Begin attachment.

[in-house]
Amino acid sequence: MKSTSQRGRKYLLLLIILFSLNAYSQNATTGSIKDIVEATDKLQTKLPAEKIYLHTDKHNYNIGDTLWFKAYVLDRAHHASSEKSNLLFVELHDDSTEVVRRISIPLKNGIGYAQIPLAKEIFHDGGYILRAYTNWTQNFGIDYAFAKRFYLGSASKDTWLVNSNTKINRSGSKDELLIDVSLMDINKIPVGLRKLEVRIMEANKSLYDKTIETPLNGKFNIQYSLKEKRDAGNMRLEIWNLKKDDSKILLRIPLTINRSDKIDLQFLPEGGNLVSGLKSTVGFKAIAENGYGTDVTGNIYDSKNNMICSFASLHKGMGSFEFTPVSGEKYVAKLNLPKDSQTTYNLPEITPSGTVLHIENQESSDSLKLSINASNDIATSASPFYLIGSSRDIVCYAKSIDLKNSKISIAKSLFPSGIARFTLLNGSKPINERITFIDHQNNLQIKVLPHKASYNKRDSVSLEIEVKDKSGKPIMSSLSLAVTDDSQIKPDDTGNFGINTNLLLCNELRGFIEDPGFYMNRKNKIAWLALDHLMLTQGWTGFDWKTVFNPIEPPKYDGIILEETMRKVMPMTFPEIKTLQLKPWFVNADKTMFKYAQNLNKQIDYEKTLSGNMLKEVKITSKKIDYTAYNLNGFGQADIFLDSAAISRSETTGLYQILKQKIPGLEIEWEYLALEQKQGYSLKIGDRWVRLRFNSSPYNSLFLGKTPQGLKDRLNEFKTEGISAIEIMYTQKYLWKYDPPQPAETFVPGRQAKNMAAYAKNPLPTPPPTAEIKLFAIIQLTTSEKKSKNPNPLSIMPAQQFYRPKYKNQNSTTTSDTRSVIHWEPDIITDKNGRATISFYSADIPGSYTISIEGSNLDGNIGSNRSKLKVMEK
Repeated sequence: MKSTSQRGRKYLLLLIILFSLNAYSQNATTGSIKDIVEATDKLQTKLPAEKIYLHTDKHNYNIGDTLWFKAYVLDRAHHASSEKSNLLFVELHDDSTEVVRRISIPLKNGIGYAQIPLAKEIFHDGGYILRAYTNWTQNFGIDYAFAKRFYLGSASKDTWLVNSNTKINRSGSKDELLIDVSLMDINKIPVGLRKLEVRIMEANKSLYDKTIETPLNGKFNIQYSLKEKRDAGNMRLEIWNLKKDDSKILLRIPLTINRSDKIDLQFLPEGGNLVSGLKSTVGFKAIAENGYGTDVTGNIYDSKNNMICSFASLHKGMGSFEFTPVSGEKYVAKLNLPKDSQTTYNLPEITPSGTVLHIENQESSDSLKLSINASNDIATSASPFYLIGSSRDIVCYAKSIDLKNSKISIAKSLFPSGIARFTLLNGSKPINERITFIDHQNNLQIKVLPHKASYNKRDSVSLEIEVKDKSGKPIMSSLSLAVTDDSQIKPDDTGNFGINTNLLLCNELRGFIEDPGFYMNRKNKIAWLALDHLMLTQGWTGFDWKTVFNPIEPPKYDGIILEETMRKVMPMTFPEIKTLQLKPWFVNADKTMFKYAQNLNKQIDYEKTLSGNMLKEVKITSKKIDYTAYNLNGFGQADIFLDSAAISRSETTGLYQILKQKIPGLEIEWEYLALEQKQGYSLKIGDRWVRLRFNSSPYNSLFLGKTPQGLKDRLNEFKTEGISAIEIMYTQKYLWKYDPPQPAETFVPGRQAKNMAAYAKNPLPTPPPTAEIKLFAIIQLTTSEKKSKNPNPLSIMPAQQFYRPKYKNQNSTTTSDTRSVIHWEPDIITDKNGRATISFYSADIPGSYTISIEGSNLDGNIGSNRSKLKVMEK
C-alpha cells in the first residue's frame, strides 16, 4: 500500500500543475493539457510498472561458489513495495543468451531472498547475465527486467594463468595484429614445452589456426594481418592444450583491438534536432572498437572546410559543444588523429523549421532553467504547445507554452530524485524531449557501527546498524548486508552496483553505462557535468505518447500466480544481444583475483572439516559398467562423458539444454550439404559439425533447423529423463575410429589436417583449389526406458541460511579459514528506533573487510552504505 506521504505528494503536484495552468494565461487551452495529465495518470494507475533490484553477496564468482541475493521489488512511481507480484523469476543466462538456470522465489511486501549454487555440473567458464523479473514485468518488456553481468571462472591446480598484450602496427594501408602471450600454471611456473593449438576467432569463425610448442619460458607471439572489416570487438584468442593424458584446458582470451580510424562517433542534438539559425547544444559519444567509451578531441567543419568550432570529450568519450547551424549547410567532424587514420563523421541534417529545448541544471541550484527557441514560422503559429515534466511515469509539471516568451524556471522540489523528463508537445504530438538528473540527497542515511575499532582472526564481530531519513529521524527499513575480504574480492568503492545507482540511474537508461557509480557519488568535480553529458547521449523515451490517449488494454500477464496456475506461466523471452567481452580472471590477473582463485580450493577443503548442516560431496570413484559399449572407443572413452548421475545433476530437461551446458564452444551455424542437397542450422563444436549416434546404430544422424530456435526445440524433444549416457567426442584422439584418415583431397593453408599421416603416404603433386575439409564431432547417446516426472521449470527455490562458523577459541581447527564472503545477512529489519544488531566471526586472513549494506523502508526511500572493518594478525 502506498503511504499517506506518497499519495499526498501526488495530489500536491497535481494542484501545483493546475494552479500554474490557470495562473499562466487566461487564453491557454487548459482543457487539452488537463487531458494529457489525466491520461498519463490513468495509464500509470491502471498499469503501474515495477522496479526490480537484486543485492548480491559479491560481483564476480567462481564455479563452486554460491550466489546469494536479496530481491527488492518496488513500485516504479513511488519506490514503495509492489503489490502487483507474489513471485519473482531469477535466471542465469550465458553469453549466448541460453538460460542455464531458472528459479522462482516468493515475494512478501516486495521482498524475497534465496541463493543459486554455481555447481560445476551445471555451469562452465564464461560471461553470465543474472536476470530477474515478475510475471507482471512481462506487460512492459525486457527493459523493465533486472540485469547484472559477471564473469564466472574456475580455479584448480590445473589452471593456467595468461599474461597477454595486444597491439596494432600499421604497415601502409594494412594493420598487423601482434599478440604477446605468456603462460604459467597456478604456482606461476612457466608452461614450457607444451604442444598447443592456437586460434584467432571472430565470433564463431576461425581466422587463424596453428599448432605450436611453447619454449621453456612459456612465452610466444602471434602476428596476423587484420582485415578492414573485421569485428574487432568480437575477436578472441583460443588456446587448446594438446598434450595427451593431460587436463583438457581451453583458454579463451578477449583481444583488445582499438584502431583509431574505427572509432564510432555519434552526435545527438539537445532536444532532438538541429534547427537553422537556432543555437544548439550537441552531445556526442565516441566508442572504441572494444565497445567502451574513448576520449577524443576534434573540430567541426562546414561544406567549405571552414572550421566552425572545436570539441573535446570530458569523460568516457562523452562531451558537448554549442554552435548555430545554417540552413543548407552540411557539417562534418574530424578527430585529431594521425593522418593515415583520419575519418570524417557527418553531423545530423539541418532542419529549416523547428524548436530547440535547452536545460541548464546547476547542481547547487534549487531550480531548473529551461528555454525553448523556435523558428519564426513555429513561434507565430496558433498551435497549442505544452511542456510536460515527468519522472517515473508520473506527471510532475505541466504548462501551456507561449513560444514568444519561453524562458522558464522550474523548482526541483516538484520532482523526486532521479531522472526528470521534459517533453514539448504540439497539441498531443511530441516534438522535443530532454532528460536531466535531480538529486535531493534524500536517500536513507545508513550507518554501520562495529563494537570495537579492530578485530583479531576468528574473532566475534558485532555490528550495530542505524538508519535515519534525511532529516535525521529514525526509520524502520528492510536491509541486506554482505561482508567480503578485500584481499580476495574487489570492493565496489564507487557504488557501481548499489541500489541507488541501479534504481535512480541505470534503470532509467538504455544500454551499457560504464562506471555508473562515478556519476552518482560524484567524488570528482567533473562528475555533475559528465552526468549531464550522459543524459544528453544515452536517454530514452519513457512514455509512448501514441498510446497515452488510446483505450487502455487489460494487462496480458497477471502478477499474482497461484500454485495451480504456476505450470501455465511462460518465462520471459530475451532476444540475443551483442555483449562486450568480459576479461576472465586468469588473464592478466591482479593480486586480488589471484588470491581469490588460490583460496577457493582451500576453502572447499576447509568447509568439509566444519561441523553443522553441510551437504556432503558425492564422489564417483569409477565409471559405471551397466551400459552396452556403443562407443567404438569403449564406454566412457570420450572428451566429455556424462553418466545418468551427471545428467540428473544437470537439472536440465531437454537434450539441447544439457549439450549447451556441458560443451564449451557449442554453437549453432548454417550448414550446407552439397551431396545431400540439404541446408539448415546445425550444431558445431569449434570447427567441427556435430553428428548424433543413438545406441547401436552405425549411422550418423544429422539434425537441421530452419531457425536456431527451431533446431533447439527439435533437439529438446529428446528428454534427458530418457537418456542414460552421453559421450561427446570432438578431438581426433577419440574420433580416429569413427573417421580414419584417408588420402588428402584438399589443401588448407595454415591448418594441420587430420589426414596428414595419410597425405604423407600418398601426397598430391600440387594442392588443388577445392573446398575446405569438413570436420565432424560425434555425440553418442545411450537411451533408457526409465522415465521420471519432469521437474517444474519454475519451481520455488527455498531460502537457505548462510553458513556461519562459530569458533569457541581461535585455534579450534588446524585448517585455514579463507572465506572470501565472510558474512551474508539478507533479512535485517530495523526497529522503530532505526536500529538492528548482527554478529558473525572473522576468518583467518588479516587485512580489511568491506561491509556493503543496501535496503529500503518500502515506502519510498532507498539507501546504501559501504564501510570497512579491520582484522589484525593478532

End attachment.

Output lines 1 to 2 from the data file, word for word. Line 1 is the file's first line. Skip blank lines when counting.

[in-house]
Amino acid sequence: MKSTSQRGRKYLLLLIILFSLNAYSQNATTGSIKDIVEATDKLQTKLPAEKIYLHTDKHNYNIGDTLWFKAYVLDRAHHASSEKSNLLFVELHDDSTEVVRRISIPLKNGIGYAQIPLAKEIFHDGGYILRAYTNWTQNFGIDYAFAKRFYLGSASKDTWLVNSNTKINRSGSKDELLIDVSLMDINKIPVGLRKLEVRIMEANKSLYDKTIETPLNGKFNIQYSLKEKRDAGNMRLEIWNLKKDDSKILLRIPLTINRSDKIDLQFLPEGGNLVSGLKSTVGFKAIAENGYGTDVTGNIYDSKNNMICSFASLHKGMGSFEFTPVSGEKYVAKLNLPKDSQTTYNLPEITPSGTVLHIENQESSDSLKLSINASNDIATSASPFYLIGSSRDIVCYAKSIDLKNSKISIAKSLFPSGIARFTLLNGSKPINERITFIDHQNNLQIKVLPHKASYNKRDSVSLEIEVKDKSGKPIMSSLSLAVTDDSQIKPDDTGNFGINTNLLLCNELRGFIEDPGFYMNRKNKIAWLALDHLMLTQGWTGFDWKTVFNPIEPPKYDGIILEETMRKVMPMTFPEIKTLQLKPWFVNADKTMFKYAQNLNKQIDYEKTLSGNMLKEVKITSKKIDYTAYNLNGFGQADIFLDSAAISRSETTGLYQILKQKIPGLEIEWEYLALEQKQGYSLKIGDRWVRLRFNSSPYNSLFLGKTPQGLKDRLNEFKTEGISAIEIMYTQKYLWKYDPPQPAETFVPGRQAKNMAAYAKNPLPTPPPTAEIKLFAIIQLTTSEKKSKNPNPLSIMPAQQFYRPKYKNQNSTTTSDTRSVIHWEPDIITDKNGRATISFYSADIPGSYTISIEGSNLDGNIGSNRSKLKVMEK